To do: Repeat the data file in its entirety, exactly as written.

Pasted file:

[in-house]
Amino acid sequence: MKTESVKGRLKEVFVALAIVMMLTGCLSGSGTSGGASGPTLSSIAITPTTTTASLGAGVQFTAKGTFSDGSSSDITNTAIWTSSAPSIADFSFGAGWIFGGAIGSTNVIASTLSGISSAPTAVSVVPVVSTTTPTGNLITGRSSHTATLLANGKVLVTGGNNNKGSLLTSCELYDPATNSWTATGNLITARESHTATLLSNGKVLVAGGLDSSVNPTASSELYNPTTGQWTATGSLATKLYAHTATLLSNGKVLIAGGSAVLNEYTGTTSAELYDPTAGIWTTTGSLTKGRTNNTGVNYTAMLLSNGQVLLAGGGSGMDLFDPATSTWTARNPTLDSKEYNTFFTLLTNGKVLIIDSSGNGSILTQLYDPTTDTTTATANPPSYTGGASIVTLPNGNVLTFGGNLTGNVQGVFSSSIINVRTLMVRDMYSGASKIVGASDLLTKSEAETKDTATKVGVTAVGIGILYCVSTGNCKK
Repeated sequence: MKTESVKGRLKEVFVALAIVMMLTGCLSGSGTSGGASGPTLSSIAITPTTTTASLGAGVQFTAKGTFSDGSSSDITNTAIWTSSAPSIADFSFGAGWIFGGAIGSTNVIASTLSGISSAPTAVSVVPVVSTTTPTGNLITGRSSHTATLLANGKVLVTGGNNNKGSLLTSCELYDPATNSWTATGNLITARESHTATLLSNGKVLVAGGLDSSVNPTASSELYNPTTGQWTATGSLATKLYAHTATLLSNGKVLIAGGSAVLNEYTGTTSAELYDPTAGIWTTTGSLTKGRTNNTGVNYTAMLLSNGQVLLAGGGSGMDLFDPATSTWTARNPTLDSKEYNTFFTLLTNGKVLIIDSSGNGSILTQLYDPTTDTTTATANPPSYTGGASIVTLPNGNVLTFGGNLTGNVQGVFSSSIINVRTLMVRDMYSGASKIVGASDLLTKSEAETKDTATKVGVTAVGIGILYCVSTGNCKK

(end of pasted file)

[in-house]
Amino acid sequence: MKTESVKGRLKEVFVALAIVMMLTGCLSGSGTSGGASGPTLSSIAITPTTTTASLGAGVQFTAKGTFSDGSSSDITNTAIWTSSAPSIADFSFGAGWIFGGAIGSTNVIASTLSGISSAPTAVSVVPVVSTTTPTGNLITGRSSHTATLLANGKVLVTGGNNNKGSLLTSCELYDPATNSWTATGNLITARESHTATLLSNGKVLVAGGLDSSVNPTASSELYNPTTGQWTATGSLATKLYAHTATLLSNGKVLIAGGSAVLNEYTGTTSAELYDPTAGIWTTTGSLTKGRTNNTGVNYTAMLLSNGQVLLAGGGSGMDLFDPATSTWTARNPTLDSKEYNTFFTLLTNGKVLIIDSSGNGSILTQLYDPTTDTTTATANPPSYTGGASIVTLPNGNVLTFGGNLTGNVQGVFSSSIINVRTLMVRDMYSGASKIVGASDLLTKSEAETKDTATKVGVTAVGIGILYCVSTGNCKK
Repeated sequence: MKTESVKGRLKEVFVALAIVMMLTGCLSGSGTSGGASGPTLSSIAITPTTTTASLGAGVQFTAKGTFSDGSSSDITNTAIWTSSAPSIADFSFGAGWIFGGAIGSTNVIASTLSGISSAPTAVSVVPVVSTTTPTGNLITGRSSHTATLLANGKVLVTGGNNNKGSLLTSCELYDPATNSWTATGNLITARESHTATLLSNGKVLVAGGLDSSVNPTASSELYNPTTGQWTATGSLATKLYAHTATLLSNGKVLIAGGSAVLNEYTGTTSAELYDPTAGIWTTTGSLTKGRTNNTGVNYTAMLLSNGQVLLAGGGSGMDLFDPATSTWTARNPTLDSKEYNTFFTLLTNGKVLIIDSSGNGSILTQLYDPTTDTTTATANPPSYTGGASIVTLPNGNVLTFGGNLTGNVQGVFSSSIINVRTLMVRDMYSGASKIVGASDLLTKSEAETKDTATKVGVTAVGIGILYCVSTGNCKK